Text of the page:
- Outdated Practices in the Modern Workplace: The persistence of antiquated methods in various job functions highlights a reluctance to embrace technological advantages. Many industries continue to rely on outdated tools and practices, resisting the transition to more efficient software for running their organizations and delivering value more quickly to customers. Young professionals, accustomed to modern technology, may be discouraged by the prospect of working with outdated tools that hamper efficiency and innovation.
- Greater Emphasis on the College Path. As schools and families have encouraged more young people to choose college over trades, there’s been a decline in skilled labor in the US. Today, a much higher percentage of the working population has a college degree, leaving fewer to pursue skilled trades.
- Increasing Demand for Construction Projects. The Infrastructure Investment and Jobs Act unleashed billions in federal funding for construction-related work, while pent-up demand for housing brought many first-time home buyers into the market. The surge in demand couldn’t have come at a worse time, as the industry was already struggling to meet pre-pandemic levels of demand for commercial and residential projects.
What’s the Solution?
It will take a mix of long-term and short-term approaches to equip AEC firms with the skilled professionals they need to meet high project demand and rising client expectations. No single solution will prove a panacea, but a comprehensive approach can help AEC firms begin to fill open roles and shore up the resources to compete for projects.
AEC firms need strategies that can make an impact today. One way they’re tackling the issue right now is by improving their work environment, making it more attractive for skilled professionals. Though competitive wages and benefits will always be critical, today’s workers want more—including an environment that enables them to do meaningful work. Often, that means eliminating mundane tasks that automation can handle more efficiently.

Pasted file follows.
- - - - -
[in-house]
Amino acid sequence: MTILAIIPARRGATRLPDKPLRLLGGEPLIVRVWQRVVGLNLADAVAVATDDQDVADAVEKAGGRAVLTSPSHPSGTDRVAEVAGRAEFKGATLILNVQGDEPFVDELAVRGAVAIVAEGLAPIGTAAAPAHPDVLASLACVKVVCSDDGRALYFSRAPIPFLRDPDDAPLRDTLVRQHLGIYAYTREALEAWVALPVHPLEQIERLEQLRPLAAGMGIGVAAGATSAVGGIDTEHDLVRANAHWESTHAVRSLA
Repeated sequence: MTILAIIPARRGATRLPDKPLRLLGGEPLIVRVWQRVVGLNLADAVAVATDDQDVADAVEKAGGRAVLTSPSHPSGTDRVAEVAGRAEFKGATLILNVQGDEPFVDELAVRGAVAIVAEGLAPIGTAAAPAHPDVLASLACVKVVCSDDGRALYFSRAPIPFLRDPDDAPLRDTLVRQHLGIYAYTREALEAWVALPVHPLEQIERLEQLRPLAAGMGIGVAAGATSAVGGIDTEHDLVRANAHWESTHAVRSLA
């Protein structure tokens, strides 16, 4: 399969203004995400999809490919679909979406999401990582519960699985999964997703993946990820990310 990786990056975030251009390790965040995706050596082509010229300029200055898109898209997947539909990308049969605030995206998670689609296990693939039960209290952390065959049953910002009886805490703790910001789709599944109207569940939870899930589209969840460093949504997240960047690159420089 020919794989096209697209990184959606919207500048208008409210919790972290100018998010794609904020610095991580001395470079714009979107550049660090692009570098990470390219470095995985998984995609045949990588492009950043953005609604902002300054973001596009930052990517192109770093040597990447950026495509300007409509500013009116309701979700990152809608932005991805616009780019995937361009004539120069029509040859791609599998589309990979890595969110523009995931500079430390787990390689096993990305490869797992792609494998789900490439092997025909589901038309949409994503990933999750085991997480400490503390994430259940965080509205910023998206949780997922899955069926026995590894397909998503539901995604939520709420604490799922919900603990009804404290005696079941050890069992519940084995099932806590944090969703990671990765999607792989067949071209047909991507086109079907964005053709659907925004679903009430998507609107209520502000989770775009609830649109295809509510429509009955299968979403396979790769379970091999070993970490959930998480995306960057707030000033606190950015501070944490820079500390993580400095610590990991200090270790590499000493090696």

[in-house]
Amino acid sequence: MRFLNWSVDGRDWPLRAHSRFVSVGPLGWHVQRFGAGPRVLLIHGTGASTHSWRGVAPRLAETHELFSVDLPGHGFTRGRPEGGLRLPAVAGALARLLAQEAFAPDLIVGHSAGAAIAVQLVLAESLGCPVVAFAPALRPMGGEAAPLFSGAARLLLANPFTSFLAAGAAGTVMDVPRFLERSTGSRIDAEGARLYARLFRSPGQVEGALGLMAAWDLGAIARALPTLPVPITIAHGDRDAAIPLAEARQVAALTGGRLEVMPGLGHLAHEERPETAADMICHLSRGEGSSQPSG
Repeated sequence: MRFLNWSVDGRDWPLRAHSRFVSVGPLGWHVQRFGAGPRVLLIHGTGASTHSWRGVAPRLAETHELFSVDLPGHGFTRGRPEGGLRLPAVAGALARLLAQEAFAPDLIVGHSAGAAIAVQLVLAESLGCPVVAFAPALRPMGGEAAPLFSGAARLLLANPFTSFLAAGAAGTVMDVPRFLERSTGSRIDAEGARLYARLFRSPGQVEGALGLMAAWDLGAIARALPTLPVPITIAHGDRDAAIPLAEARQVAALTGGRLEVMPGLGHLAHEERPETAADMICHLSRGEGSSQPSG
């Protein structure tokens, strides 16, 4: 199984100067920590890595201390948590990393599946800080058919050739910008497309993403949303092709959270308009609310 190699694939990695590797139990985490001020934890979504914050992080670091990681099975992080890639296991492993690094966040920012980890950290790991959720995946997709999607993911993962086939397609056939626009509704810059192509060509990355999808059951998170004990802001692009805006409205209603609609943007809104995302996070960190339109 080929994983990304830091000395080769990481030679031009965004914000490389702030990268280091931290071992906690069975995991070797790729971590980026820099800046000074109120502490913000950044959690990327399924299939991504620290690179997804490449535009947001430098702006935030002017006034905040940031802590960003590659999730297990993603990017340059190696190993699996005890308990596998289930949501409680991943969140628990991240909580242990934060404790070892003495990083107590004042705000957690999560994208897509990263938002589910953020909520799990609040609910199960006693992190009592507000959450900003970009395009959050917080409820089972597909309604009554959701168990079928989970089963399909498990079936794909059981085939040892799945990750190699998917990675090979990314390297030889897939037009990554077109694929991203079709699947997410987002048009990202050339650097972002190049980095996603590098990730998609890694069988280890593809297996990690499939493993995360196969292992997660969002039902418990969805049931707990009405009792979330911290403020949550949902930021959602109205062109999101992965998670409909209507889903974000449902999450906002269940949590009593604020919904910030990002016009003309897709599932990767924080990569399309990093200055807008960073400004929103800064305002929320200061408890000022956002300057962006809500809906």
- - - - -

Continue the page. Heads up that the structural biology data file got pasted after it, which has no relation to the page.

That’s why many leading AEC firms are implementing technologies that drive greater efficiency, offload routine tasks, and free up skilled professionals to focus on more complex work. Technical report writing and management is one area where these solutions are proving especially valuable for firms that are starting to max out on capacity.
Technical report writing has traditionally been a manual, labor-intensive, inefficient process that wastes resources and hampers the ability to take on more work. Without the right tools, many workers end up bogged down in the minutiae of report writing—wasting their talents, fueling dissatisfaction, and creating bandwidth constraints.
The Quire Technical Report Management™ platform eliminates that problem, providing robust, easy-to-use software that empowers staff to create technical reports much more efficiently—reducing the time spent on report creation by as much as 40%. Many AEC firms use the Quire platform to increase technical report writing throughput, handle more deliverables with less headcount, and create a better work environment for their teams.
Join Our Webinar to Learn More!
Quire experts will delve into this timely topic during our March 20 webinar on Navigating AEC Labor Shortages: Tech-Driven Solution Unveiled. It’s a great chance to gain strategic insights and practical strategies for solving the labor shortage dilemma.